Lagoons of Pig Waste Are Overflowing After Florence. Yes, That’s as Nasty as It Sounds.


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A hog farm in eastern North Carolina on Monday. The pink area is a lagoon of pig excrement.CreditCreditRodrigo Gutierrez/Reuters
Kendra Pierre-Louis

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The record-breaking rains that started with Hurricane Florence are continuing to strain North Carolina’s hog lagoons.

Because of the storm, at least 77 lagoons in the state have either released pig waste into the environment or are at imminent risk of doing so, according to data issued Tuesday by the North Carolina Department of Environmental Quality. That tally more than doubled from the day before, when the department’s count was 34.

When a pig in a large-scale farm urinates or defecates, the waste falls through slatted floors into holding troughs below. Those troughs are periodically flushed into an earthen hole in the ground called a lagoon in a mixture of water, pig excrement and anaerobic bacteria. The bacteria digest the slurry and also give lagoons their bubble gum-pink coloration.

North Carolina has 9.7 million pigs that produce 10 billion gallons of manure, mostly on large-scale farms, primarily in low-lying Sampson and Dupin counties. Both counties were affected by Florence.

When storms like Florence hit, lagoons can release their waste into the environment through structural damage, for example, when rains erode the banks of a lagoon and cause breaches. They can also overflow from rainfall or be swept over by floodwaters.

Whatever the cause, the result when a lagoon leaks can be environmental trouble. If the untreated waste enters rivers, for example, algal blooms and mass fish die-offs can happen, as they did in 1999 during Hurricane Floyd. That year, many animals drowned in lagoon slurry.

Hog lagoons and the associated large-scale farms, also known as concentrated animal feeding operations, or CAFOs, have been a sore spot in the eastern part of the state where residents say that the operations harm their health and well-being.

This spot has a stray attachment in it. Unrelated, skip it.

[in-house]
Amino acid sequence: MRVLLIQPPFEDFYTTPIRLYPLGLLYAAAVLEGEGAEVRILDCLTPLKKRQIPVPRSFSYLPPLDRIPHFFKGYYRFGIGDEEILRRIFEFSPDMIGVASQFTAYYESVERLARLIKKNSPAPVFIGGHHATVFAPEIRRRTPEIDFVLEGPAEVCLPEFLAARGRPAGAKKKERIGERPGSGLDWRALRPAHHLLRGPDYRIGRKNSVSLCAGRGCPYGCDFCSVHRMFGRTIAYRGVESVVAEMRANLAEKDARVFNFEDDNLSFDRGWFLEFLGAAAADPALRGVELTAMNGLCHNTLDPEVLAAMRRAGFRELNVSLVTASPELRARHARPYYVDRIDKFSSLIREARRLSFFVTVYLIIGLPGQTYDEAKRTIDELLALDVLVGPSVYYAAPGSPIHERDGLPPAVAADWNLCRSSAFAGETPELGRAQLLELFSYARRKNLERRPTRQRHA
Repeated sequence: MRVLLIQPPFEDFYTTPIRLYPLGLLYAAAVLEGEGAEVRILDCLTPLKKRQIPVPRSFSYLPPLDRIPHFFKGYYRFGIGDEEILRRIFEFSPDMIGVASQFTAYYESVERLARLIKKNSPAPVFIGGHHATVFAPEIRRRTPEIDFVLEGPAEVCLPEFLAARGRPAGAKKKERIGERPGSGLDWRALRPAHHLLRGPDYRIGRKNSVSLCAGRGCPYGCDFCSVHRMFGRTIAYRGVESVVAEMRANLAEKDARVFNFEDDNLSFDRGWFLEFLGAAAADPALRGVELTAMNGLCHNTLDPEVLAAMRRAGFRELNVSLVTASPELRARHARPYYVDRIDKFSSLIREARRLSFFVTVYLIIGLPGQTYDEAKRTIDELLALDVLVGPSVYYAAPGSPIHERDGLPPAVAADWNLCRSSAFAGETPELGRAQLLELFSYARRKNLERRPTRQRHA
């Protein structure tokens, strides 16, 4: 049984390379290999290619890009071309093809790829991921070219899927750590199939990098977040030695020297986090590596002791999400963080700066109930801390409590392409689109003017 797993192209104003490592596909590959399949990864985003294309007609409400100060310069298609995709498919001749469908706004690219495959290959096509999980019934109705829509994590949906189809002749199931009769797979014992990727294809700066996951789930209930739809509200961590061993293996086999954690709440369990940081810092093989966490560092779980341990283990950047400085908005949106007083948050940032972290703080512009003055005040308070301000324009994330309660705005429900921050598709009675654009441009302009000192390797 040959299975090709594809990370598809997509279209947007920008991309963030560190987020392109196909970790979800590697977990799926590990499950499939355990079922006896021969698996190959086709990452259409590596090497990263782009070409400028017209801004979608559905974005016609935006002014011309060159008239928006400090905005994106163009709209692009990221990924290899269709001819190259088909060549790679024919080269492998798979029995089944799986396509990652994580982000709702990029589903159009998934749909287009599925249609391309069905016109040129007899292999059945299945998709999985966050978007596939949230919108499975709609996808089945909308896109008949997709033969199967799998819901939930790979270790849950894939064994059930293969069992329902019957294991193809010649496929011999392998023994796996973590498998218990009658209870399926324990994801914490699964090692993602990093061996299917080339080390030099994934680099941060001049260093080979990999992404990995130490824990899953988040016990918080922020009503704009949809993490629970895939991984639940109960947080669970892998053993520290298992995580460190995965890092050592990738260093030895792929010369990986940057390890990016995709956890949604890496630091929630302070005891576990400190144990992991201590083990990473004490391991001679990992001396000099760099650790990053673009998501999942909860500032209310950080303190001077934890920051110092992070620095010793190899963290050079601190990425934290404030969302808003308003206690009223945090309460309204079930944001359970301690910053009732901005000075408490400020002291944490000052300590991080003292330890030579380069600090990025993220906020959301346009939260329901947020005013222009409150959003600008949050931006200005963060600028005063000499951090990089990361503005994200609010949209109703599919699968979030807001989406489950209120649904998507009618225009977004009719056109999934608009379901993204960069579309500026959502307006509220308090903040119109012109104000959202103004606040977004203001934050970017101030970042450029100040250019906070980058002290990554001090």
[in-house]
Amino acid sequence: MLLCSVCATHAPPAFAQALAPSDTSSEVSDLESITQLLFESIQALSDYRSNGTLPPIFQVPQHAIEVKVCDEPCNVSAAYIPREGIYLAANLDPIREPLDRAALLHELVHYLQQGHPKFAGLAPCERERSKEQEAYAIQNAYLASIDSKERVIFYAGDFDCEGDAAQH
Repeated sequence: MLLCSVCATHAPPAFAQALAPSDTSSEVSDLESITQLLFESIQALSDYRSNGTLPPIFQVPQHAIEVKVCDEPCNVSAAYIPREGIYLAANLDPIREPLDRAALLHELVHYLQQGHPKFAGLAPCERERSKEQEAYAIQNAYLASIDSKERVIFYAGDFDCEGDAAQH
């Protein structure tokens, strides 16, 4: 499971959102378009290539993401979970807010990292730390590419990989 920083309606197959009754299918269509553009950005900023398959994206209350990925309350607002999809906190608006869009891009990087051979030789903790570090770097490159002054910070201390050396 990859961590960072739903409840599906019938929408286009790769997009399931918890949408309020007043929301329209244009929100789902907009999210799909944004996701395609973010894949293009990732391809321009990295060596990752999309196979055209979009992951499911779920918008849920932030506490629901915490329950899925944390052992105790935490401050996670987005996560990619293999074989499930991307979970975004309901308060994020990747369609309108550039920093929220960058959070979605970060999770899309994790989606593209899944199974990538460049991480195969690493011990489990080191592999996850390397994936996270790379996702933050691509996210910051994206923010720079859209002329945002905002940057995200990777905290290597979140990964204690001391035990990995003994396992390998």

A recent Duke University study published online this week found that those complaints may have some merit.

“Life expectancy in North Carolina communities near hog CAFOs remains low, even after adjusting for socioeconomic factors that are known to affect people’s health and life span,” Dr. H. Kim Lyerly, a professor of cancer research at Duke, said in a statement. The Duke study stops short of drawing a causal link.

Voices of Experience

We asked survivors of past hurricanes to share advice.

Last week, Andy Curliss, chief executive of the North Carolina Pork Council, said that the pig producers had learned a lot from Hurricane Floyd. In 2016, Hurricane Matthew caused 14 lagoons to flood but none breached, according to the pork council.

“A lot of the farms that were flooded were bought out and closed,” he said. “That’s why you didn’t see the same impact in Matthew — we had maybe 15 floods, no breaches.”

As of Tuesday afternoon, the North Carolina Pork Council’s website listed only 26 lagoons as affected by the storm, far fewer than the number cited by the Department of Environmental Quality.

As Florence approached, farmers tried to free up more space in lagoons ahead of the storm by spraying manure onto fields, said Heather Overton, a spokeswoman for the state’s Agriculture Department.

Will Hendrick, a staff attorney with the environmental nonprofit group Waterkeeper Alliance, said that manure sprayed on fields could run off into rivers, streams, and groundwater supplies if the fields flooded.

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A pig farm in eastern North Carolina photographed by Waterkeeper Alliance on Monday.CreditRick Dove/Waterkeeper Alliance

Excess nitrates in groundwater, such as those associated with pig manure, are linked with health problems such as blue baby syndrome. In some cases of the syndrome, nitrogen binds to the hemoglobin in a baby’s blood and makes red blood cells unable to carry oxygen. The syndrome’s name comes from the fact that the lack of oxygen causes the baby’s skin to take on a bluish tint. The syndrome can also be caused by heart defects.

Part of the problem, said Alexis Andiman, an associate attorney with the environmental nonprofit law firm Earthjustice, is that storm standards for pig lagoons currently date from the 1960s.

As part of a settlement for a lawsuit that Earthjustice levied against the state, the storm standard will be tied to a National Oceanic and Atmospheric Administration standard from 2006,” Ms. Andiman said. “But that’s still kind of old.

The Department of Environmental Quality’s data is self-reported by farmers, many whom may have left their farms to avoid the storm surge and floodwaters. The number of spills reported could increase as more farmers make their way back to their farms. But luckily, in a region that has struggled with too much rain, the rest of the week’s forecast is mostly sunny.

For more news on climate and the environment, follow @NYTClimate on Twitter.

Kendra Pierre-Louis is a reporter on the climate team. Before joining The Times in 2017, she covered science and the environment for Popular Science. @kendrawrites



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